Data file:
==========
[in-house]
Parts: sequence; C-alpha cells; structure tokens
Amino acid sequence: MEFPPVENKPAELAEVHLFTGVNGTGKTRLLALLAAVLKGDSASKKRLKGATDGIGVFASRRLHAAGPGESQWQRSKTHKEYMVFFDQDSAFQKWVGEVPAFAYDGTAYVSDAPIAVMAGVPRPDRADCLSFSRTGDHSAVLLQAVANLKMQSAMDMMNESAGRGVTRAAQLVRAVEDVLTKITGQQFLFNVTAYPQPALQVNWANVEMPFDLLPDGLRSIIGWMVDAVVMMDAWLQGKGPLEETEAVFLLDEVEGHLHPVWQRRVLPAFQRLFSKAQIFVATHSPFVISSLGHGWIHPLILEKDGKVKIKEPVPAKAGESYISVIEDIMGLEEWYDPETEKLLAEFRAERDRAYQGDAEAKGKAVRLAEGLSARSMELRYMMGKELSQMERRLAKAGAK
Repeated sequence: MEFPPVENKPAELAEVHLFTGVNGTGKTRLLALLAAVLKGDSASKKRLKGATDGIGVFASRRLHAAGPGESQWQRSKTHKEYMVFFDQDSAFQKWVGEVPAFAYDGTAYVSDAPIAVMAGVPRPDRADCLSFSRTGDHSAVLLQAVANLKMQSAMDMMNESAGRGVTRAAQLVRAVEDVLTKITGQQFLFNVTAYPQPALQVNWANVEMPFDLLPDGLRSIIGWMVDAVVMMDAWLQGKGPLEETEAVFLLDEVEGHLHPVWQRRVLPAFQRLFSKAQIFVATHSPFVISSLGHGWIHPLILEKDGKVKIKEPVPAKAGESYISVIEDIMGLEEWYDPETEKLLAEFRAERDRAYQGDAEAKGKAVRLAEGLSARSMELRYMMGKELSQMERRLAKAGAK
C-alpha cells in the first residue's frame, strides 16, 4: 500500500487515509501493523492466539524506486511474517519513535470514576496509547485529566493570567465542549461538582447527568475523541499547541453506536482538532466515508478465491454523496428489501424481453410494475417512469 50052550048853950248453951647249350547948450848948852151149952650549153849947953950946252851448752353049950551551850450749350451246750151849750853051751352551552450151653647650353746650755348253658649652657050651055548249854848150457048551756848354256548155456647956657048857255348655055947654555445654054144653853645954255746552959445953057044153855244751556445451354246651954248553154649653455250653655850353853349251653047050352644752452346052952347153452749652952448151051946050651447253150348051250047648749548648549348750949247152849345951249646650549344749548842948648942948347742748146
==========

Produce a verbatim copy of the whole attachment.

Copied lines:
[in-house]
Parts: sequence; C-alpha cells; structure tokens
Amino acid sequence: MEFPPVENKPAELAEVHLFTGVNGTGKTRLLALLAAVLKGDSASKKRLKGATDGIGVFASRRLHAAGPGESQWQRSKTHKEYMVFFDQDSAFQKWVGEVPAFAYDGTAYVSDAPIAVMAGVPRPDRADCLSFSRTGDHSAVLLQAVANLKMQSAMDMMNESAGRGVTRAAQLVRAVEDVLTKITGQQFLFNVTAYPQPALQVNWANVEMPFDLLPDGLRSIIGWMVDAVVMMDAWLQGKGPLEETEAVFLLDEVEGHLHPVWQRRVLPAFQRLFSKAQIFVATHSPFVISSLGHGWIHPLILEKDGKVKIKEPVPAKAGESYISVIEDIMGLEEWYDPETEKLLAEFRAERDRAYQGDAEAKGKAVRLAEGLSARSMELRYMMGKELSQMERRLAKAGAK
Repeated sequence: MEFPPVENKPAELAEVHLFTGVNGTGKTRLLALLAAVLKGDSASKKRLKGATDGIGVFASRRLHAAGPGESQWQRSKTHKEYMVFFDQDSAFQKWVGEVPAFAYDGTAYVSDAPIAVMAGVPRPDRADCLSFSRTGDHSAVLLQAVANLKMQSAMDMMNESAGRGVTRAAQLVRAVEDVLTKITGQQFLFNVTAYPQPALQVNWANVEMPFDLLPDGLRSIIGWMVDAVVMMDAWLQGKGPLEETEAVFLLDEVEGHLHPVWQRRVLPAFQRLFSKAQIFVATHSPFVISSLGHGWIHPLILEKDGKVKIKEPVPAKAGESYISVIEDIMGLEEWYDPETEKLLAEFRAERDRAYQGDAEAKGKAVRLAEGLSARSMELRYMMGKELSQMERRLAKAGAK
C-alpha cells in the first residue's frame, strides 16, 4: 500500500487515509501493523492466539524506486511474517519513535470514576496509547485529566493570567465542549461538582447527568475523541499547541453506536482538532466515508478465491454523496428489501424481453410494475417512469 50052550048853950248453951647249350547948450848948852151149952650549153849947953950946252851448752353049950551551850450749350451246750151849750853051751352551552450151653647650353746650755348253658649652657050651055548249854848150457048551756848354256548155456647956657048857255348655055947654555445654054144653853645954255746552959445953057044153855244751556445451354246651954248553154649653455250653655850353853349251653047050352644752452346052952347153452749652952448151051946050651447253150348051250047648749548648549348750949247152849345951249646650549344749548842948648942948347742748146